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Senator Webb criticizes Bush's long-term plan for Iraq

The freshman senator from Virginia spoke at a Monitor Breakfast about how an agreement will hinder the next president's ability to change course.

Critic: Sen. Jim Webb (D).

Lawrence Jackson/AP/File

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Washington - One of the US Senate's harshest critics of the Iraq war, Jim Webb (D) of Virginia, is warning that the strategic agreement the Bush administration is negotiating with the Iraqi government will hamstring the next president's ability to change course on the war.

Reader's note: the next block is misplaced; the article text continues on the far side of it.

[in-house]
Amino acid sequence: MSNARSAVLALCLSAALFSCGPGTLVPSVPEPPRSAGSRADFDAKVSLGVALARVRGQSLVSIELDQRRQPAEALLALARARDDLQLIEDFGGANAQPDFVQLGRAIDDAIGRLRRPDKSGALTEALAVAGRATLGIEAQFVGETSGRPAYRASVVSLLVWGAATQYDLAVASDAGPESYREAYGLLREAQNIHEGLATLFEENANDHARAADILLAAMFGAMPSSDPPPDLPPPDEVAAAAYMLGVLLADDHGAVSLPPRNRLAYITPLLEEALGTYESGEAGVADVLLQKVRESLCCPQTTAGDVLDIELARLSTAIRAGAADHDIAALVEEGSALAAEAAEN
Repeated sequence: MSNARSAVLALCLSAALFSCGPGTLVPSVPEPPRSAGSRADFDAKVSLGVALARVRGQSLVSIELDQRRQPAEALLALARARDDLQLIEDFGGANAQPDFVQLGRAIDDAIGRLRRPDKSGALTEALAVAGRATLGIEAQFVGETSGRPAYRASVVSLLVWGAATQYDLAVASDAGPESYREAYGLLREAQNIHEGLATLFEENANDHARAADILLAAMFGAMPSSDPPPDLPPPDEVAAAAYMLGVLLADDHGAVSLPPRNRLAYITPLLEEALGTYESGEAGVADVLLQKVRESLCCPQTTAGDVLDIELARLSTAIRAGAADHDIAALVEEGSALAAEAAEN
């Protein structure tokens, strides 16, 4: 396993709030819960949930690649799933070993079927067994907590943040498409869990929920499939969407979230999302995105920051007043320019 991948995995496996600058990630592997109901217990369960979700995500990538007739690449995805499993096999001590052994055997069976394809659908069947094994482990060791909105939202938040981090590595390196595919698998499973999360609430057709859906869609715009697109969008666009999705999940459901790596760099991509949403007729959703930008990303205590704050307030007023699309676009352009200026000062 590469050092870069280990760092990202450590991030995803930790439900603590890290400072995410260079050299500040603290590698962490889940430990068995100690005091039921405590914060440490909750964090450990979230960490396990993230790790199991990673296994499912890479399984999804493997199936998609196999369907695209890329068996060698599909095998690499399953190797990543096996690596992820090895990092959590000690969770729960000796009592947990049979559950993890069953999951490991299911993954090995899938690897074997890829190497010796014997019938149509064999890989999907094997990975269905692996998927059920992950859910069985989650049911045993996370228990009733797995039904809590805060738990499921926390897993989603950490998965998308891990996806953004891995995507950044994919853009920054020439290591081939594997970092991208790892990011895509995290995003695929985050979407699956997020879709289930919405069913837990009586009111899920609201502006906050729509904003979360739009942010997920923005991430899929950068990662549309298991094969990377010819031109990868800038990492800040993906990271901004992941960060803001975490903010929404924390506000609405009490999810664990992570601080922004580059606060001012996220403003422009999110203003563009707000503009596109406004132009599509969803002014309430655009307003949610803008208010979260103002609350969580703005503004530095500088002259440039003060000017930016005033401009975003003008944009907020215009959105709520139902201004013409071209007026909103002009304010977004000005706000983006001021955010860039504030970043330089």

Senator Webb acknowledged the lack of Senate support for mandating that President Bush change course. The Virginia senator, whose squeaker 2006 election from a red state symbolized the electorate's disapproval of the war, says anything Congress can do about the war "is really around the edges."

Webb's discussion of the Iraq war with reporters at a Monitor breakfast Wednesday was one of many events in Washington marking the war's fifth anniversary. Mr. Bush spoke at the Pentagon to civilian and military employees about what he called the successes of a war he ordered to begin this day five years ago.

At the same time, antiwar protesters rallied outside government buildings and marched in black clothing and skull masks – to represent the nearly 4,000 US soldiers who have died in the conflict.

Webb highlighted the negotiations under way between the United States and the government of Iraqi Prime Minister Nouri al-Maliki.


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